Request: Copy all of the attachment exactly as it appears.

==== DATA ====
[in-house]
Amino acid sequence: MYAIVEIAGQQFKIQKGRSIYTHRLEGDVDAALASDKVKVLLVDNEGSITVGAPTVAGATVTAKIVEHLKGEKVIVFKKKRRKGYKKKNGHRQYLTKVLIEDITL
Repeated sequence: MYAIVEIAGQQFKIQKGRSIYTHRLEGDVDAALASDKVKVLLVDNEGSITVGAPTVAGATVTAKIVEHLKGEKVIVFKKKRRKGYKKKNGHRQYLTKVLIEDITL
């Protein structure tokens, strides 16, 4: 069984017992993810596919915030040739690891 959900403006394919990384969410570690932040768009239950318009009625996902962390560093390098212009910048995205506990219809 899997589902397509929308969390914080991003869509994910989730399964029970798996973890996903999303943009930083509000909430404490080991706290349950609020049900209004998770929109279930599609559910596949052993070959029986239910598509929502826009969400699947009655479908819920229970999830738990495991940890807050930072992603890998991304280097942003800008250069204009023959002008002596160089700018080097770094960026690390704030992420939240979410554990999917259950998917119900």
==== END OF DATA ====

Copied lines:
[in-house]
Amino acid sequence: MYAIVEIAGQQFKIQKGRSIYTHRLEGDVDAALASDKVKVLLVDNEGSITVGAPTVAGATVTAKIVEHLKGEKVIVFKKKRRKGYKKKNGHRQYLTKVLIEDITL
Repeated sequence: MYAIVEIAGQQFKIQKGRSIYTHRLEGDVDAALASDKVKVLLVDNEGSITVGAPTVAGATVTAKIVEHLKGEKVIVFKKKRRKGYKKKNGHRQYLTKVLIEDITL
């Protein structure tokens, strides 16, 4: 069984017992993810596919915030040739690891 959900403006394919990384969410570690932040768009239950318009009625996902962390560093390098212009910048995205506990219809 899997589902397509929308969390914080991003869509994910989730399964029970798996973890996903999303943009930083509000909430404490080991706290349950609020049900209004998770929109279930599609559910596949052993070959029986239910598509929502826009969400699947009655479908819920229970999830738990495991940890807050930072992603890998991304280097942003800008250069204009023959002008002596160089700018080097770094960026690390704030992420939240979410554990999917259950998917119900």